Since 2008’s delightful ode to Dusty Springfield, Just a Little Lovin’, released on Lost Highway, Shelby Lynne has retreated from the limelight she fought so hard to find. She quit the major labels who had eventually picked her up after years of trying, and formed her own. 2010’s Tears, Lies and Alibis was self-produced and self-released, a defiant, successful declaration of independence.
Lynne has taken it a stage further on Revelation Road. Not only did she write every note, she played it too, eschewing the backing players – who before had included Muscle Shoals legends Spooner Oldham and David Hood – to record an album that is entirely her own.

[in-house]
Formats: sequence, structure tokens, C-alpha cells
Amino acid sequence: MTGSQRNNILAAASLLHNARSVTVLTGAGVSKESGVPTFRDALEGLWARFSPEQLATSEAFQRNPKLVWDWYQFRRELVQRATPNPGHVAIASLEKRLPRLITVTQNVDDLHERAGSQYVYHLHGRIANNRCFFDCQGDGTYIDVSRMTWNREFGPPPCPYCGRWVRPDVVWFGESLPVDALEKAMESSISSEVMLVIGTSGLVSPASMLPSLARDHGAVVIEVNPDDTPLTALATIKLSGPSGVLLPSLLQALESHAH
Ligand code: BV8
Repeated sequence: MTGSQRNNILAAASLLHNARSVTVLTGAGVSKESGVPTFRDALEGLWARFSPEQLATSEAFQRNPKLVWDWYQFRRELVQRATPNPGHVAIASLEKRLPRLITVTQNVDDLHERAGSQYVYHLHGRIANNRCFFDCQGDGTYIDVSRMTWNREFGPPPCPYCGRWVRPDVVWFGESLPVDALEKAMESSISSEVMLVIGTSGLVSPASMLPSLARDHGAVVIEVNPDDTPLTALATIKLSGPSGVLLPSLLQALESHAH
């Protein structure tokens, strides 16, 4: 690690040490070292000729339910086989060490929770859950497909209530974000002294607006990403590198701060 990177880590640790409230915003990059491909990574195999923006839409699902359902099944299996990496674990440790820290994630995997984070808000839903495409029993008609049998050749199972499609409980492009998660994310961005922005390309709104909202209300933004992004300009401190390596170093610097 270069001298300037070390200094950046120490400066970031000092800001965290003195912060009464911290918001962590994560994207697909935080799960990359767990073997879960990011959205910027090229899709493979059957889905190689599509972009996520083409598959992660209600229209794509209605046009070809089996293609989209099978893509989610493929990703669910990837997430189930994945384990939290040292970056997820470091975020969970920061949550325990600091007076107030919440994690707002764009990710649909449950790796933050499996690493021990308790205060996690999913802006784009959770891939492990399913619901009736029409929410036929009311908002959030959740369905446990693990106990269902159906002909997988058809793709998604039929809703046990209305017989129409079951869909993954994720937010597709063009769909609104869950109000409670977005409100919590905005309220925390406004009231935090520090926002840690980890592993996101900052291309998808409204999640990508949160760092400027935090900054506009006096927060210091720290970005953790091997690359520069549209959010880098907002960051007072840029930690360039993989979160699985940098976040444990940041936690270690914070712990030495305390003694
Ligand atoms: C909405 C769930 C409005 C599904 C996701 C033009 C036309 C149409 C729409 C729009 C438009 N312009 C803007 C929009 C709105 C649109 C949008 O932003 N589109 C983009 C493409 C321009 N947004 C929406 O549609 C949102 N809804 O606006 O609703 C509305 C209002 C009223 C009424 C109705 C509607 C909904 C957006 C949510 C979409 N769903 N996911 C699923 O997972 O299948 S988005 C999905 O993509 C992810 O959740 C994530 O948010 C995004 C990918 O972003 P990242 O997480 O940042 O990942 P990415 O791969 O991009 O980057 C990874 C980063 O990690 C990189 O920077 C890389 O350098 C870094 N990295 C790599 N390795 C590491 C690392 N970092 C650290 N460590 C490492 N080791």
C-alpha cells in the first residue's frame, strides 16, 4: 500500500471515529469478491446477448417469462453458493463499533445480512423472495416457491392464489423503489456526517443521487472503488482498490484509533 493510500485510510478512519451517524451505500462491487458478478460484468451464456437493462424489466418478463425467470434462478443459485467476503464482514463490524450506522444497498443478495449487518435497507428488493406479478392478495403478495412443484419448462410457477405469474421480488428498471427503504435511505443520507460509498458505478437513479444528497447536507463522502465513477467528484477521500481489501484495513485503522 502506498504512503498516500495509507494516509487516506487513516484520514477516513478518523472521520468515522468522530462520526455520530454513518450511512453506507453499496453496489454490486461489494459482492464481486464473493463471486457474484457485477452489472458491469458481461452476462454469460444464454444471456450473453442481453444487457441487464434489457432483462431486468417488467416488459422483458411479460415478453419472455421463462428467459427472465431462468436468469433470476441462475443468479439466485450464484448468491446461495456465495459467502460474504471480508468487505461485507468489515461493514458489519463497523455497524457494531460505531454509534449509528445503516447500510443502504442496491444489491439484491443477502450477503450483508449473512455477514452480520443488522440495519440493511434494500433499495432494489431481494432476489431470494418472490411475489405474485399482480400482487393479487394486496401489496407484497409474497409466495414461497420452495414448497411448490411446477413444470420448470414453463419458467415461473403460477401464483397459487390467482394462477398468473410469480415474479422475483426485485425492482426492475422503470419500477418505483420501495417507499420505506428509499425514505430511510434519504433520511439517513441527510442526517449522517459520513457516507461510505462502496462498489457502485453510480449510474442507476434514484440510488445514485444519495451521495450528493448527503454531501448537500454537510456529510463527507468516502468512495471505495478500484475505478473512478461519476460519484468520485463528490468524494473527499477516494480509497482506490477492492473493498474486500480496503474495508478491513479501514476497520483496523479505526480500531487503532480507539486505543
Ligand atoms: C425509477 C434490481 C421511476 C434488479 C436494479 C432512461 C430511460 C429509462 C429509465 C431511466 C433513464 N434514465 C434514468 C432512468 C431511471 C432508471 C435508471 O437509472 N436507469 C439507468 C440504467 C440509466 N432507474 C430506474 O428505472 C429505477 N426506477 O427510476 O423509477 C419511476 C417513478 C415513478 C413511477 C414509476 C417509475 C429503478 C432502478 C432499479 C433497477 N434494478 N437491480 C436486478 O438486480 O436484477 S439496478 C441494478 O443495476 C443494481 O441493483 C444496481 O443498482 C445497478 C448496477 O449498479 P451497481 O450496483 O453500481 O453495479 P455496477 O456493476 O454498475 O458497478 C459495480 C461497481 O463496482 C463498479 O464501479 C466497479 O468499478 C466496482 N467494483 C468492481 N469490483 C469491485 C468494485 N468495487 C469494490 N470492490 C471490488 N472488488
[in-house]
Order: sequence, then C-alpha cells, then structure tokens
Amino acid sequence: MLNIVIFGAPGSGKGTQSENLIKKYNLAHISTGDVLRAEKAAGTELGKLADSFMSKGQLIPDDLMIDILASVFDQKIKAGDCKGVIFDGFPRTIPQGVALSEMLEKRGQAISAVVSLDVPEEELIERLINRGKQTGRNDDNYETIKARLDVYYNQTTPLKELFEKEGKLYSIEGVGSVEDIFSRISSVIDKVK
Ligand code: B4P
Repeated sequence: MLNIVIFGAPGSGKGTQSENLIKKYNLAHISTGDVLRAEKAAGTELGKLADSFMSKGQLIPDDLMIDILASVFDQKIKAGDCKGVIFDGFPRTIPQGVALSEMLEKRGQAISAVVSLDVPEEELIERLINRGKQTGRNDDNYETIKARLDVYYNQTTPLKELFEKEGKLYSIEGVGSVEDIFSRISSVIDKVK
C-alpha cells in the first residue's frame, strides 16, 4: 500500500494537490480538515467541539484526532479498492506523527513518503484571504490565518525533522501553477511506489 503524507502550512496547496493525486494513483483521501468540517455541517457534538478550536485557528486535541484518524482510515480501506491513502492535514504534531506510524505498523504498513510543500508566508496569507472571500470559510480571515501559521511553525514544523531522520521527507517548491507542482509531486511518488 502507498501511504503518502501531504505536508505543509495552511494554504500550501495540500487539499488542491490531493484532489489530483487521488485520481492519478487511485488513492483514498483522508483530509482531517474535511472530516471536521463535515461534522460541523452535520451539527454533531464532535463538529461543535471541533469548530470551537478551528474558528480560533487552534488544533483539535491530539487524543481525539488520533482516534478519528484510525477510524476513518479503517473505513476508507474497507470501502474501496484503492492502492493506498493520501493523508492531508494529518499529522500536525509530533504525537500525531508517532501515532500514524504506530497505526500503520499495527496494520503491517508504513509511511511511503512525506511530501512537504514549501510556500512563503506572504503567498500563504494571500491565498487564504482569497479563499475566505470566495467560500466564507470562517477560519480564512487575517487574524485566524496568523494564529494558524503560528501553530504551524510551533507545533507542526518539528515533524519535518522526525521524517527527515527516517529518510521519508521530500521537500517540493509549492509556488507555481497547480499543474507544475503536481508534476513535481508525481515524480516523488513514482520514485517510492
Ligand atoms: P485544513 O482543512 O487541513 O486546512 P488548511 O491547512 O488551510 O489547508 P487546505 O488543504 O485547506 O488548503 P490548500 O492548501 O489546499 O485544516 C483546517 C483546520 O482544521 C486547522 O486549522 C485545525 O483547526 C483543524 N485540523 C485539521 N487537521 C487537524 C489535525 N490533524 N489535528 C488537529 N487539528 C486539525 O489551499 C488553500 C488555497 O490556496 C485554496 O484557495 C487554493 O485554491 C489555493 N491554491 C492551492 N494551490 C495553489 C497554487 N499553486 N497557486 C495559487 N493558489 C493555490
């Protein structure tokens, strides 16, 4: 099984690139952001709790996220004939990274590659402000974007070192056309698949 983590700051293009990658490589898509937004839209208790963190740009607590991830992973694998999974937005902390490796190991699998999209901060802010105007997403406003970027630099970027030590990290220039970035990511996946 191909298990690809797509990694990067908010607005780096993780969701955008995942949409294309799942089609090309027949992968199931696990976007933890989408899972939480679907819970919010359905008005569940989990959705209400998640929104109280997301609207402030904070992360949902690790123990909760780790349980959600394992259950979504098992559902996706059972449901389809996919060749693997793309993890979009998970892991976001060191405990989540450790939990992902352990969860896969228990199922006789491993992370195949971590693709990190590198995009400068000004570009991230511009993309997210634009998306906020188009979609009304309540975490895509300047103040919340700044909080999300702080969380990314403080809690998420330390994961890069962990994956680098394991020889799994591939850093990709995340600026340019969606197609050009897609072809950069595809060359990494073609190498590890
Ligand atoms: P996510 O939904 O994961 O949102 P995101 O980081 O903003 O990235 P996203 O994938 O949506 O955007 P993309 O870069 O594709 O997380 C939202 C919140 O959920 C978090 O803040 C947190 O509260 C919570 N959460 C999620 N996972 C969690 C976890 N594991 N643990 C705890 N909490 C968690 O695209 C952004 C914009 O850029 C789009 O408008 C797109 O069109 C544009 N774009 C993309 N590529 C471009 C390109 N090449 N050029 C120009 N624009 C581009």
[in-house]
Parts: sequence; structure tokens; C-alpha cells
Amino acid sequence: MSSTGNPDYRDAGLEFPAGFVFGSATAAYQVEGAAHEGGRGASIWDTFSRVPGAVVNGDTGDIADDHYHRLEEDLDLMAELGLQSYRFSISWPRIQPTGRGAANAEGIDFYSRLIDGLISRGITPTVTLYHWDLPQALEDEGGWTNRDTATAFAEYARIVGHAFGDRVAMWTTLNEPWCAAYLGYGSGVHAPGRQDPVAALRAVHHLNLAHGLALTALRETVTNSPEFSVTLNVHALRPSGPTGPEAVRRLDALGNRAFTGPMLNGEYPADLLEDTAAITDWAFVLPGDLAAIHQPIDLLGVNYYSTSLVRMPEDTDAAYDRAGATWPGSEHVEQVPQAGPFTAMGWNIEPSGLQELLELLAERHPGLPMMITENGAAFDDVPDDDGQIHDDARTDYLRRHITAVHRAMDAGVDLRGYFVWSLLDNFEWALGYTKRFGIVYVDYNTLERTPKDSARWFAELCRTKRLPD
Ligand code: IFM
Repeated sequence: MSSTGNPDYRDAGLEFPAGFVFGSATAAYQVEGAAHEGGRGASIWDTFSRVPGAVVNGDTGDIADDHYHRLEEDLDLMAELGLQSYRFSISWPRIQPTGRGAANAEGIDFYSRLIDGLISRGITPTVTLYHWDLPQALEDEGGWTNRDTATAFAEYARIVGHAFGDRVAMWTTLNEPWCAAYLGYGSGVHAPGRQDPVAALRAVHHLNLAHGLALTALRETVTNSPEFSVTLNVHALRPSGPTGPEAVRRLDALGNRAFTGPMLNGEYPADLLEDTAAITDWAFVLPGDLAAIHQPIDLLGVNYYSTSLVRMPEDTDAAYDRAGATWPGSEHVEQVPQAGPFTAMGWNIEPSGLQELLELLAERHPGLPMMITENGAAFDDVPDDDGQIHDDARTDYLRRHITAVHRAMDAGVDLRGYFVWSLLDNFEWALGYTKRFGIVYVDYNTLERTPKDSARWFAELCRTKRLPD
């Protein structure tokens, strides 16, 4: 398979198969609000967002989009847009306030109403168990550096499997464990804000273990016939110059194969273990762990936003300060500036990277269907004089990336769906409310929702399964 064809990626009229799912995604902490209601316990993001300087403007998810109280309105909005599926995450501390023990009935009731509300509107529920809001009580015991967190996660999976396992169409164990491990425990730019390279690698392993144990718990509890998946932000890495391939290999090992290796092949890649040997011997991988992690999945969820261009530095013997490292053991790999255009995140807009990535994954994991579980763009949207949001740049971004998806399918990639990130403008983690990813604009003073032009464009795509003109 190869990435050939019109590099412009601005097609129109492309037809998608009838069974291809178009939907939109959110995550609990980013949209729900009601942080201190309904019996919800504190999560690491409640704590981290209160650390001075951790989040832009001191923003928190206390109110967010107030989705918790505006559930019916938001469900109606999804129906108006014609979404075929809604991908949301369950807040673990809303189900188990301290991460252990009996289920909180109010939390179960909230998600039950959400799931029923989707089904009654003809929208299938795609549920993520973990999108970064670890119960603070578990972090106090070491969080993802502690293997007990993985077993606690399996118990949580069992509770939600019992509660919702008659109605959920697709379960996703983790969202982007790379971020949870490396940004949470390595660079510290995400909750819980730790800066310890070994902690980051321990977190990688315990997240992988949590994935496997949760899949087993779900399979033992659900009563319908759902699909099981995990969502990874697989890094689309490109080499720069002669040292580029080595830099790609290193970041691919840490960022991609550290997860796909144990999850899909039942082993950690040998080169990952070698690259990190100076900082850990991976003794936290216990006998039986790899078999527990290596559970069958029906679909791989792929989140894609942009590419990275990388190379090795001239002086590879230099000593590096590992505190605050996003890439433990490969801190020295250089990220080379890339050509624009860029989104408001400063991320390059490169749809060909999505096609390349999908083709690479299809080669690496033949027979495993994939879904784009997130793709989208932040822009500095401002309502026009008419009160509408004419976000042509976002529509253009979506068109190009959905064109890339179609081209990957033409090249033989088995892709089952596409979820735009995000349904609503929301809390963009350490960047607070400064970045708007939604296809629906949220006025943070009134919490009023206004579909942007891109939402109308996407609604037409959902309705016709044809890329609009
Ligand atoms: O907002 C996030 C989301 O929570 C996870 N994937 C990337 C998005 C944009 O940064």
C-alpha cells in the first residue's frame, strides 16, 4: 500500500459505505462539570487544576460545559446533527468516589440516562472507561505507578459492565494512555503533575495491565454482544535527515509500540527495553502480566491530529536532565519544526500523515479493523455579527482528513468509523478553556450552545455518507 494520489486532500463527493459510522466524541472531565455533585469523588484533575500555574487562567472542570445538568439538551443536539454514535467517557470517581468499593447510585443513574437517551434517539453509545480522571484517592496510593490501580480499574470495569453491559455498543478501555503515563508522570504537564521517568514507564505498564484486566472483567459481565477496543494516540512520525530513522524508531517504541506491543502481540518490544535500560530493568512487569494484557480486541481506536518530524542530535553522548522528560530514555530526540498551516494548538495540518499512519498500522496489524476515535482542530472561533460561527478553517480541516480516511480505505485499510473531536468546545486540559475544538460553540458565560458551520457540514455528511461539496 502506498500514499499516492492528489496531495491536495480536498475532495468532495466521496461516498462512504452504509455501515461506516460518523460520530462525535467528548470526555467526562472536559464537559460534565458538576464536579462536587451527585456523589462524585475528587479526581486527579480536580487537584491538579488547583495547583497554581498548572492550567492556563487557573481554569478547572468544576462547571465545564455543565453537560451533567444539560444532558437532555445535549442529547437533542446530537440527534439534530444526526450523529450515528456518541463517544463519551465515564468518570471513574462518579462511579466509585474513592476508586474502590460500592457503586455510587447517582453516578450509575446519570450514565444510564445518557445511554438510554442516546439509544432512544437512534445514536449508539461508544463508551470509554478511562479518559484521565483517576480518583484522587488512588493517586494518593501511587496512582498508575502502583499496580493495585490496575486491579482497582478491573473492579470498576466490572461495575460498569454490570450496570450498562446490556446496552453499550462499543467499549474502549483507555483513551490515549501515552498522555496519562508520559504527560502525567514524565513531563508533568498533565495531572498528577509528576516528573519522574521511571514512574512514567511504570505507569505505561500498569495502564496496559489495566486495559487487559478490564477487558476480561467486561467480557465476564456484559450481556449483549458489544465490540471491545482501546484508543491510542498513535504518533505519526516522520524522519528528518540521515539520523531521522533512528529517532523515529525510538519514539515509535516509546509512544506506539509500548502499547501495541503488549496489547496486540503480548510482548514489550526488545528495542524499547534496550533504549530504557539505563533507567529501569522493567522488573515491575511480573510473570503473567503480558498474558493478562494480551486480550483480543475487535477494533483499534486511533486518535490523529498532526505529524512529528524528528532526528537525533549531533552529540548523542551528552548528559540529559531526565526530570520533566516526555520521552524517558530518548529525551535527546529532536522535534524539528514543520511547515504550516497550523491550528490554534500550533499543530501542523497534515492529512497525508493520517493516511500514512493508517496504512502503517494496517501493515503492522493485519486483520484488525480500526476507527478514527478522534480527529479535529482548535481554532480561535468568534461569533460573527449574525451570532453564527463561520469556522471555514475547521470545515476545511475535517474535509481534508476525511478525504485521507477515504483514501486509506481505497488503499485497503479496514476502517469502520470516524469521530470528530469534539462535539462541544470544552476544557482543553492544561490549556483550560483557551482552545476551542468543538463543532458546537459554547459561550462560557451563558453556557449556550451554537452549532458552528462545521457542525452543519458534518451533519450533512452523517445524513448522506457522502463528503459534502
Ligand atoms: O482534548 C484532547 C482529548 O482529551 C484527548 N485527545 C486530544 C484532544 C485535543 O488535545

It is a slice of Americana, Lynne injecting her country-tinged sound with blues, soul and gospel on an album that flits around without losing a sense of purpose. From the Springfield-esque romance of Lead Me Love to the country of ‘Even Angels’ to the poppy ‘I Want To Go Back’ Lynne switches tone with ease. The bluesy ‘Woebegone’ is the stand out, but it is ‘Heaven’s Only Days Down The Road’ that will grab the most attention.
Lynne’s writing has long had a very personal side to it, but this reaches a new level on this affecting track, a country-tinged rocker that tackles Lynne’s memory of the shocking events in her childhood – when her father killer her mother before committing suicide in front of Lynne and her sister Allison Moorer-Earle. It is a startling topic for any song, and while Lynne handles it with grace, it adds to a rawness on this album that has not appeared in her music to this degree before.